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2.3 Activities in lectures

An hour (or even 50 minutes) is a long time to listen and concentrate. As we have seen, concentration and retention rapidly diminishes after 20 minutes. Not only should student learning be as active as possible, it should be efficient. Ideally, a student should be able to:

  • Identify main points;
  • Distinguish the important from the diversion;
  • Identify when the same point is being presented in different ways;
  • Perceive connections (e.g. between one theory or part of a theory and another);
  • Relate examples to concepts and theories;
  • Relate evidence to propositions.

These can all be aided by a careful use of activities in lectures and this section examines different types of activity that could be used. The inclusion of activities comes at the expense of time the lecturer would otherwise spend in talking to the students. The case for using activities is that the breadth and depth of students’ understanding is increased even though the sheer quantity of information covered by the lecturer is reduced.

Top Tip 6

The more active the participation of students, the longer and better will they be able to concentrate.


One of the most effective ways of making learning a more active process and helping students to check on their understanding and learn from their mistakes is to give them questions. The simplest forms include multiple-choice, true/false or listing, or doing a calculation. The questions can be displayed on a PowerPoint slide, an OHT or using a visualiser, although, as Case Study 1 illustrates, there are more sophisticated ways of doing this, for example by using an audience response system (clickers).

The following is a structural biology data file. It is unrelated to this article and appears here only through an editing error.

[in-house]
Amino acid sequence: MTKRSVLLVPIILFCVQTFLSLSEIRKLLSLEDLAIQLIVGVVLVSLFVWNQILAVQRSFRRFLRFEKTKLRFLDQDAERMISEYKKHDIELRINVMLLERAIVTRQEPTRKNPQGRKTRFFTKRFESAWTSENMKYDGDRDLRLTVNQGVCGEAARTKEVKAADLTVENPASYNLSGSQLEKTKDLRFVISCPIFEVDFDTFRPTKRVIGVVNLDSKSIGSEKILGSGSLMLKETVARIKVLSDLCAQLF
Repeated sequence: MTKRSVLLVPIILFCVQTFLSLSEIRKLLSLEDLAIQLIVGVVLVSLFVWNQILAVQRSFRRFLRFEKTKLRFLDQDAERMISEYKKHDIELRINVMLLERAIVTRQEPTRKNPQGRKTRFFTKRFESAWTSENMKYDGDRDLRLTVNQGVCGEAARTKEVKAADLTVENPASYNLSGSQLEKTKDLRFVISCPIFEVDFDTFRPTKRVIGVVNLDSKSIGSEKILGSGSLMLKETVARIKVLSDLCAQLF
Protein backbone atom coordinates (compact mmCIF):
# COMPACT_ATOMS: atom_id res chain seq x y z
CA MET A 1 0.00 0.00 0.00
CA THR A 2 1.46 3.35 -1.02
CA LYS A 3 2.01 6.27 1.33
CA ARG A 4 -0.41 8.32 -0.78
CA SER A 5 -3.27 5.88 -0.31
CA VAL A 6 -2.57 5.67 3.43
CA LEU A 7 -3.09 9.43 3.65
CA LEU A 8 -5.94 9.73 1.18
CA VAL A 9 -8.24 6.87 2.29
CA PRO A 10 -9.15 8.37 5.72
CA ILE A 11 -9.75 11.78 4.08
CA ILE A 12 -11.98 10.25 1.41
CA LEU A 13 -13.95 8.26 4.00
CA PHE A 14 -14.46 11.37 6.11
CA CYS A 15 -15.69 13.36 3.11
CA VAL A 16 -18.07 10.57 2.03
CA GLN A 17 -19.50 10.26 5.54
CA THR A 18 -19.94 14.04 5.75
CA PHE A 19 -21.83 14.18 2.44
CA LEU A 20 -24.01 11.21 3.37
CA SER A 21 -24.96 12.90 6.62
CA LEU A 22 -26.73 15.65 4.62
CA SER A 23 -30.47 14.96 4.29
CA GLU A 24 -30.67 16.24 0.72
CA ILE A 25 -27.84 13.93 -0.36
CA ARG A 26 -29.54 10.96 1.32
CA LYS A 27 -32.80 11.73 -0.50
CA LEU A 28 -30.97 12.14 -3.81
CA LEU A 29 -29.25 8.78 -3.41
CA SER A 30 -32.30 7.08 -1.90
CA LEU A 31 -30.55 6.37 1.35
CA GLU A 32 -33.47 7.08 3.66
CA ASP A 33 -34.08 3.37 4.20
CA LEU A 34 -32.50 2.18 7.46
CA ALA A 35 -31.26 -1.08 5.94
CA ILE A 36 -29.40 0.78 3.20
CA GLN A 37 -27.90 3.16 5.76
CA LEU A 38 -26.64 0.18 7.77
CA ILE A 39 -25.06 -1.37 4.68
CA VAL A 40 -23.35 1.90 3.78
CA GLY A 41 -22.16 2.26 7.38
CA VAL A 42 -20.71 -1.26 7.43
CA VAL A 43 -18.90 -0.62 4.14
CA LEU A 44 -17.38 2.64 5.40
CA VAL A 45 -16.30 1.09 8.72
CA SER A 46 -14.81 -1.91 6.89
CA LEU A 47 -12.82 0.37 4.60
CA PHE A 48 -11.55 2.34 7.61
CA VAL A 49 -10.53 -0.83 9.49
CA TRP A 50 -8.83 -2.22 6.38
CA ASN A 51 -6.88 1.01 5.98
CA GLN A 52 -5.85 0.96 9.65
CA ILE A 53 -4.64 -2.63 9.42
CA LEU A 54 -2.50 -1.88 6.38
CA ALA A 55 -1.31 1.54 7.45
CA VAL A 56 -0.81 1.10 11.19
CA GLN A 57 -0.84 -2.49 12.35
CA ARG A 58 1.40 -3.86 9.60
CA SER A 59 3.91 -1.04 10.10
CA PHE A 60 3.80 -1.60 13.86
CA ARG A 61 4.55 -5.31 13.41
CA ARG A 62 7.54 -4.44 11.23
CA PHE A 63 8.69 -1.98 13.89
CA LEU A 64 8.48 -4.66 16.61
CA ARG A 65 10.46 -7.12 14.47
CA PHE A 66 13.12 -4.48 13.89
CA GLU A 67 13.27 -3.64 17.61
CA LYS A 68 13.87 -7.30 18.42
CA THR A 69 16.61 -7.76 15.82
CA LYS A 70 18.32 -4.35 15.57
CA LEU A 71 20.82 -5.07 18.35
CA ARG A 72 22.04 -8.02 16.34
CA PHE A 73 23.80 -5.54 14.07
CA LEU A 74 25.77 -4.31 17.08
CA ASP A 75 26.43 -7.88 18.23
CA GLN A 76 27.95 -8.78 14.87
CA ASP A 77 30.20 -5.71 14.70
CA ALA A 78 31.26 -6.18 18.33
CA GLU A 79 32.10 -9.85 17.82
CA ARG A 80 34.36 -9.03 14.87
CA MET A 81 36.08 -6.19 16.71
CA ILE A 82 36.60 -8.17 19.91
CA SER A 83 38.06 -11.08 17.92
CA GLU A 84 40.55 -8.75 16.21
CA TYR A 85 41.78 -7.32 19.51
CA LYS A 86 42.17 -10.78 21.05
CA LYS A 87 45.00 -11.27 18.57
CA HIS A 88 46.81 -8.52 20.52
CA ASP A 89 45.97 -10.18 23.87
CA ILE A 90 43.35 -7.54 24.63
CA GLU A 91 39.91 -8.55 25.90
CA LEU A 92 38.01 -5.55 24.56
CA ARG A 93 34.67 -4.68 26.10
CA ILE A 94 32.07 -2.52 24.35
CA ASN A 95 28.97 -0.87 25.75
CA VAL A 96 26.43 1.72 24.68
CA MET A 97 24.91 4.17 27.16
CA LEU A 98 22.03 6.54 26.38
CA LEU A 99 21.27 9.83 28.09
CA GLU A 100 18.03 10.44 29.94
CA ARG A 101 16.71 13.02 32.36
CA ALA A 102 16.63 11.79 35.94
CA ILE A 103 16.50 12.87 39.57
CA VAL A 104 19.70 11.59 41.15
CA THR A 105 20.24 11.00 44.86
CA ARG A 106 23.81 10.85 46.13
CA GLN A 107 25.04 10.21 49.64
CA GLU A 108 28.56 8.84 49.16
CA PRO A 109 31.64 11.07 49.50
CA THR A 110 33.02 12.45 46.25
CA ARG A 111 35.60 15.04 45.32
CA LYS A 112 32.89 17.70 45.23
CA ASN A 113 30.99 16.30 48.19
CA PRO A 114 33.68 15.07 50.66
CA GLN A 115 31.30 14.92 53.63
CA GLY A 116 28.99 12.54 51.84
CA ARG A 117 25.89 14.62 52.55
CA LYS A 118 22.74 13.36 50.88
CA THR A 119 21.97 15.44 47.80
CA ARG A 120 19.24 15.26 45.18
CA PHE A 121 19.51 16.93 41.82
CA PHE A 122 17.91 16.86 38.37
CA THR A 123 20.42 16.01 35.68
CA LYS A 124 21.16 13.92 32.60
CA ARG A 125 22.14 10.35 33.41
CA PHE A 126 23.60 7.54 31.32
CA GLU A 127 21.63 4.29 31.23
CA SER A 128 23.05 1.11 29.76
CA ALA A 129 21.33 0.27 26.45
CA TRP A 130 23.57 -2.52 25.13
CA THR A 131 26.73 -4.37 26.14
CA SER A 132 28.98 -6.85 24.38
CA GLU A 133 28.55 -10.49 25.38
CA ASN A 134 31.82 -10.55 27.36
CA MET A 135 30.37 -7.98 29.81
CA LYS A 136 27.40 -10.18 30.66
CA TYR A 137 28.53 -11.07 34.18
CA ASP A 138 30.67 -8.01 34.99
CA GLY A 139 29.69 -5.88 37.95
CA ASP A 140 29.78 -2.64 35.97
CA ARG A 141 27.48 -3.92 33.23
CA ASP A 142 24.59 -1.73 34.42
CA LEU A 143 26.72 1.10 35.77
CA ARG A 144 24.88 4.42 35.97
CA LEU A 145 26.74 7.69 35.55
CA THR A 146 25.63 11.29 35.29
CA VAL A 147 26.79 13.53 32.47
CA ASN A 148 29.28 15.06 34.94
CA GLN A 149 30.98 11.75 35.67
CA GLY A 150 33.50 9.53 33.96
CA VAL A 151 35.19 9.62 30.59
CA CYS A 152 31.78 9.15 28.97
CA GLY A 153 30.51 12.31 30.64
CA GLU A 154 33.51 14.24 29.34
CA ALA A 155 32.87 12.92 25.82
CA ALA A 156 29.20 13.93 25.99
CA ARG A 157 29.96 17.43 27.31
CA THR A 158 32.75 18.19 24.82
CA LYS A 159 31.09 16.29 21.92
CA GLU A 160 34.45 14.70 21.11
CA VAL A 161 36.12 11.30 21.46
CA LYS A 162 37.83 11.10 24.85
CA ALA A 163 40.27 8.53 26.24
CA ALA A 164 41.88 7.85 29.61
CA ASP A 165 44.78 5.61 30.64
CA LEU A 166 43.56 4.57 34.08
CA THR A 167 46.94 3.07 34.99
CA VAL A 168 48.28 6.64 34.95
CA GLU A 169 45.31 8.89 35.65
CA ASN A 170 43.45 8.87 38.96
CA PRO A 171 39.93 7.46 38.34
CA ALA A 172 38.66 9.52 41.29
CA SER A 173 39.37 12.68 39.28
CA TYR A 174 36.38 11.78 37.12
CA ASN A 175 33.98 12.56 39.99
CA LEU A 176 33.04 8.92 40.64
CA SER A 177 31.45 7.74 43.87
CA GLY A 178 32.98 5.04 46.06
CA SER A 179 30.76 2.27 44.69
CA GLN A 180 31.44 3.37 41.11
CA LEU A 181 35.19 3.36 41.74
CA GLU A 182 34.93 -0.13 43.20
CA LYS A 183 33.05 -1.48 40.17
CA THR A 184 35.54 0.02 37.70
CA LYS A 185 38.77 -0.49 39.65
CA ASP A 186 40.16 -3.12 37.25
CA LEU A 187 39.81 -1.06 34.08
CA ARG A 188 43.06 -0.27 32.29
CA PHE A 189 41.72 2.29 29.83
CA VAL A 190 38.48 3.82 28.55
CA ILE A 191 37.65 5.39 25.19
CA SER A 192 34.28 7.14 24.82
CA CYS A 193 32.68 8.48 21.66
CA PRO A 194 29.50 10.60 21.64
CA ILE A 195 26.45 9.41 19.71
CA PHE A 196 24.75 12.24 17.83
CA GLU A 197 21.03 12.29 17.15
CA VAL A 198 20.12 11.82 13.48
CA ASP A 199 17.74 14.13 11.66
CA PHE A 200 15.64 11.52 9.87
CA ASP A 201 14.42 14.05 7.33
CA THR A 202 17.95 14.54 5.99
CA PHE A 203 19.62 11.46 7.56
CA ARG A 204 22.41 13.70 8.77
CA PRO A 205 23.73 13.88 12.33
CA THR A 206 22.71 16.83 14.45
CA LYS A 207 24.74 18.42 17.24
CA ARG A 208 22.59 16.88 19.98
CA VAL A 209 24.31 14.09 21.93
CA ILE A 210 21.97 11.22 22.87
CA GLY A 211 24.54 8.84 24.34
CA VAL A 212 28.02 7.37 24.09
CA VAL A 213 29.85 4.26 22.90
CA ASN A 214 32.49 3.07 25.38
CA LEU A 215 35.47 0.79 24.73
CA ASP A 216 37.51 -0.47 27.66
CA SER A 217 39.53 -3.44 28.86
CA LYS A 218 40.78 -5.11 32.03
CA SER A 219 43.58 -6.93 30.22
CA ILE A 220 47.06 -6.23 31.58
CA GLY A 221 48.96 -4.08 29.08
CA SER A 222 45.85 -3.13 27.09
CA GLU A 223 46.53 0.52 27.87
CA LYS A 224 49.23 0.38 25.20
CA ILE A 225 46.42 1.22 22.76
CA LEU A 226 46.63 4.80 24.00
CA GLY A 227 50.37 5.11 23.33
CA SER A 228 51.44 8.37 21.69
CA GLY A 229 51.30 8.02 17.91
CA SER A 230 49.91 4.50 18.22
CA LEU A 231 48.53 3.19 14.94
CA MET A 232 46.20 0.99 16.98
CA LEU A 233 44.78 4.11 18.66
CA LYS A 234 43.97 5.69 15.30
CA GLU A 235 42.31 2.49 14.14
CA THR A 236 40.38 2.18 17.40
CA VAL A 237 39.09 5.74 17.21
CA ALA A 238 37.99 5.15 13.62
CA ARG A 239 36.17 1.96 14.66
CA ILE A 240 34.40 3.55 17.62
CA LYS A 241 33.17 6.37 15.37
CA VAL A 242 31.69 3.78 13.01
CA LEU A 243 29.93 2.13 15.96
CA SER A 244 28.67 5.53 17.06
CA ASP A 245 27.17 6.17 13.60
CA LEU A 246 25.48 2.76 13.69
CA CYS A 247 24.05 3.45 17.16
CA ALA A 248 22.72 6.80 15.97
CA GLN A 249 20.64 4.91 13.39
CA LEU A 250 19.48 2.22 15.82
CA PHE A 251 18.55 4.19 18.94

The questions could be at the beginning of a topic. For example, if you were about to look at monopoly, you could give the students a list of companies and ask them to identify which are monopolies. Having done this, you could then look at the difficulties of identification, when the boundaries of an industry are 'fuzzy'; the importance of market power; the measurement of market power; types of barriers to entry, etc. In each case you could use the examples from the quiz. Students would then grasp the theoretical points you were making, having first considered some examples and being able to relate your arguments to them.

Alternatively, the questions could be given at the end of a section. This could then test students' understanding. If you then asked for responses (e.g. hands up those who answered A…), this would give an indication of how well key points had been understood. Again, as Case Study 1 shows, a good way of doing this is to use an audience response system. You might also ask students to write down their answers and pass them to their neighbour to mark. When students see what their neighbour has written they can learn from each other as well as from the lecturer, especially if they are asked to spend a couple of minutes justifying their answer to their neighbour.

Top Tip 7

The use of multiple-choice or other simple response questions two or three times per lecture can help to provide a break in pace, an opportunity for reflection and reinforcement and a check on students' understanding.

Worksheet or material on the screen or board